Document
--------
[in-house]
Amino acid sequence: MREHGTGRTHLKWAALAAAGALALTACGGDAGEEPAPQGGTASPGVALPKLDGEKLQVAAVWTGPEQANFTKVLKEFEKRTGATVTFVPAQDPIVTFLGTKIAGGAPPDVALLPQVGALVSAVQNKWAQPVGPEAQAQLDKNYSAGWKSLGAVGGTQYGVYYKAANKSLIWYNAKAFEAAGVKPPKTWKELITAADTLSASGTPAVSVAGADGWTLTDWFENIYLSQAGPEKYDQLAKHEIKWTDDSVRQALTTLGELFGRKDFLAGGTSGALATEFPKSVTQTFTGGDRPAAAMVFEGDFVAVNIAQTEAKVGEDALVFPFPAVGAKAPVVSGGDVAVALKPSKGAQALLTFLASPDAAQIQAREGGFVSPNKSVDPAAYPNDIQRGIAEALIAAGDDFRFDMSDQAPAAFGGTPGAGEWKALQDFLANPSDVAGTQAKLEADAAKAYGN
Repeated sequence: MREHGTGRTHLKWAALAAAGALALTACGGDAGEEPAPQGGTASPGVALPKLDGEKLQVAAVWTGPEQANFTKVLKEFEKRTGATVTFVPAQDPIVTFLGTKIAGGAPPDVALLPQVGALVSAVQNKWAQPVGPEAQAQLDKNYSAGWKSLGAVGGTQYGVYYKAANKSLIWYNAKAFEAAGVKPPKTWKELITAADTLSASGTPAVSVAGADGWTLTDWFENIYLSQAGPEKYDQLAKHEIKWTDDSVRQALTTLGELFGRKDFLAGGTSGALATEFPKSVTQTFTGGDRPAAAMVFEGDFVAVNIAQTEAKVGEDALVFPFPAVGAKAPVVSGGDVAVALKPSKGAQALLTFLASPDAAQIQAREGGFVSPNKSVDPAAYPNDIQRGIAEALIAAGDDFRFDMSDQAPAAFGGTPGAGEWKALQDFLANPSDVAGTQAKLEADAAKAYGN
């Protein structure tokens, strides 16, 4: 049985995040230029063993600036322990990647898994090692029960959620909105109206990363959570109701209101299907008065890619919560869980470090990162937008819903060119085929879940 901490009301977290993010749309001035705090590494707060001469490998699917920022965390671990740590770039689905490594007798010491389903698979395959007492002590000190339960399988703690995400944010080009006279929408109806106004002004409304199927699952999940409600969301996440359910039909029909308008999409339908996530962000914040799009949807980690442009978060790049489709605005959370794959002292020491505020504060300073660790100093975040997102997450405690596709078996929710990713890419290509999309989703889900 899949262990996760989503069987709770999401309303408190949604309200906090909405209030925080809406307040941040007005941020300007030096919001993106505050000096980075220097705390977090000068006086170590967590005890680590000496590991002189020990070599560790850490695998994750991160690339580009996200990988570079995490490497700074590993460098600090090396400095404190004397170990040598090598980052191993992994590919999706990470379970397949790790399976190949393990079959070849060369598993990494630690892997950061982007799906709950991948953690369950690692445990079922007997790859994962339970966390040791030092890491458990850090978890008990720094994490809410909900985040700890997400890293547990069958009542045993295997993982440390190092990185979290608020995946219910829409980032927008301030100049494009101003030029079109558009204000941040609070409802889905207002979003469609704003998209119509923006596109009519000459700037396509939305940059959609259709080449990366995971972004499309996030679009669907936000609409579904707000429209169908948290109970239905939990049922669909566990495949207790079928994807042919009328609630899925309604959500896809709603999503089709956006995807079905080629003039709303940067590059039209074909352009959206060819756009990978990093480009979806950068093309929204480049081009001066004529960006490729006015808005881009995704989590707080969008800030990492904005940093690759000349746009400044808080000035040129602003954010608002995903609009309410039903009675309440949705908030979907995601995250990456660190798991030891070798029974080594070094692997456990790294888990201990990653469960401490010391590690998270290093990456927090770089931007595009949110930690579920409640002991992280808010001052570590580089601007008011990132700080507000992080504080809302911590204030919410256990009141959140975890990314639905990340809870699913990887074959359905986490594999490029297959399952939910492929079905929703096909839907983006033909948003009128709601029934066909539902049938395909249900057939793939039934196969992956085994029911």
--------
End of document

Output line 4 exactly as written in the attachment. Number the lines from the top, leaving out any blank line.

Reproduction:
């Protein structure tokens, strides 16, 4: 049985995040230029063993600036322990990647898994090692029960959620909105109206990363959570109701209101299907008065890619919560869980470090990162937008819903060119085929879940 901490009301977290993010749309001035705090590494707060001469490998699917920022965390671990740590770039689905490594007798010491389903698979395959007492002590000190339960399988703690995400944010080009006279929408109806106004002004409304199927699952999940409600969301996440359910039909029909308008999409339908996530962000914040799009949807980690442009978060790049489709605005959370794959002292020491505020504060300073660790100093975040997102997450405690596709078996929710990713890419290509999309989703889900 899949262990996760989503069987709770999401309303408190949604309200906090909405209030925080809406307040941040007005941020300007030096919001993106505050000096980075220097705390977090000068006086170590967590005890680590000496590991002189020990070599560790850490695998994750991160690339580009996200990988570079995490490497700074590993460098600090090396400095404190004397170990040598090598980052191993992994590919999706990470379970397949790790399976190949393990079959070849060369598993990494630690892997950061982007799906709950991948953690369950690692445990079922007997790859994962339970966390040791030092890491458990850090978890008990720094994490809410909900985040700890997400890293547990069958009542045993295997993982440390190092990185979290608020995946219910829409980032927008301030100049494009101003030029079109558009204000941040609070409802889905207002979003469609704003998209119509923006596109009519000459700037396509939305940059959609259709080449990366995971972004499309996030679009669907936000609409579904707000429209169908948290109970239905939990049922669909566990495949207790079928994807042919009328609630899925309604959500896809709603999503089709956006995807079905080629003039709303940067590059039209074909352009959206060819756009990978990093480009979806950068093309929204480049081009001066004529960006490729006015808005881009995704989590707080969008800030990492904005940093690759000349746009400044808080000035040129602003954010608002995903609009309410039903009675309440949705908030979907995601995250990456660190798991030891070798029974080594070094692997456990790294888990201990990653469960401490010391590690998270290093990456927090770089931007595009949110930690579920409640002991992280808010001052570590580089601007008011990132700080507000992080504080809302911590204030919410256990009141959140975890990314639905990340809870699913990887074959359905986490594999490029297959399952939910492929079905929703096909839907983006033909948003009128709601029934066909539902049938395909249900057939793939039934196969992956085994029911």